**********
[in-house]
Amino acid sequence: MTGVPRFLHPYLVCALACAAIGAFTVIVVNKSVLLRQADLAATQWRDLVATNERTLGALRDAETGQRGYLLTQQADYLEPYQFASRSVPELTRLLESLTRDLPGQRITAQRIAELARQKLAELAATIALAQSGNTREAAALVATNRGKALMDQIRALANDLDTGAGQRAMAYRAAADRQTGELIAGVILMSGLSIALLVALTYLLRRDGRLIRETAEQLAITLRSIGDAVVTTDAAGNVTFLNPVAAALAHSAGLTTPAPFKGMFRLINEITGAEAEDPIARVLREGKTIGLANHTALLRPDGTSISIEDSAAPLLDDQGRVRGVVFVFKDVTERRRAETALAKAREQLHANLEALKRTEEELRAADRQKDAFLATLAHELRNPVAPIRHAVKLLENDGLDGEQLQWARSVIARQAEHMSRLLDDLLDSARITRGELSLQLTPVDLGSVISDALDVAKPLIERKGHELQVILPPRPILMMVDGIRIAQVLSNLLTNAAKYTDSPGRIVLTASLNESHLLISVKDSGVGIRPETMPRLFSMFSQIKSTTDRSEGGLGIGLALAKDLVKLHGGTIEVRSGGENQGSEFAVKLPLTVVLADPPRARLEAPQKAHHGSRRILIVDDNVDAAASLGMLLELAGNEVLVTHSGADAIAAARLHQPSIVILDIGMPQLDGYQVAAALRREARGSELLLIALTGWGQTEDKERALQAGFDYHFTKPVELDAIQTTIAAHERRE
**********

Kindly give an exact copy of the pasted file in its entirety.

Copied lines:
[in-house]
Amino acid sequence: MTGVPRFLHPYLVCALACAAIGAFTVIVVNKSVLLRQADLAATQWRDLVATNERTLGALRDAETGQRGYLLTQQADYLEPYQFASRSVPELTRLLESLTRDLPGQRITAQRIAELARQKLAELAATIALAQSGNTREAAALVATNRGKALMDQIRALANDLDTGAGQRAMAYRAAADRQTGELIAGVILMSGLSIALLVALTYLLRRDGRLIRETAEQLAITLRSIGDAVVTTDAAGNVTFLNPVAAALAHSAGLTTPAPFKGMFRLINEITGAEAEDPIARVLREGKTIGLANHTALLRPDGTSISIEDSAAPLLDDQGRVRGVVFVFKDVTERRRAETALAKAREQLHANLEALKRTEEELRAADRQKDAFLATLAHELRNPVAPIRHAVKLLENDGLDGEQLQWARSVIARQAEHMSRLLDDLLDSARITRGELSLQLTPVDLGSVISDALDVAKPLIERKGHELQVILPPRPILMMVDGIRIAQVLSNLLTNAAKYTDSPGRIVLTASLNESHLLISVKDSGVGIRPETMPRLFSMFSQIKSTTDRSEGGLGIGLALAKDLVKLHGGTIEVRSGGENQGSEFAVKLPLTVVLADPPRARLEAPQKAHHGSRRILIVDDNVDAAASLGMLLELAGNEVLVTHSGADAIAAARLHQPSIVILDIGMPQLDGYQVAAALRREARGSELLLIALTGWGQTEDKERALQAGFDYHFTKPVELDAIQTTIAAHERRE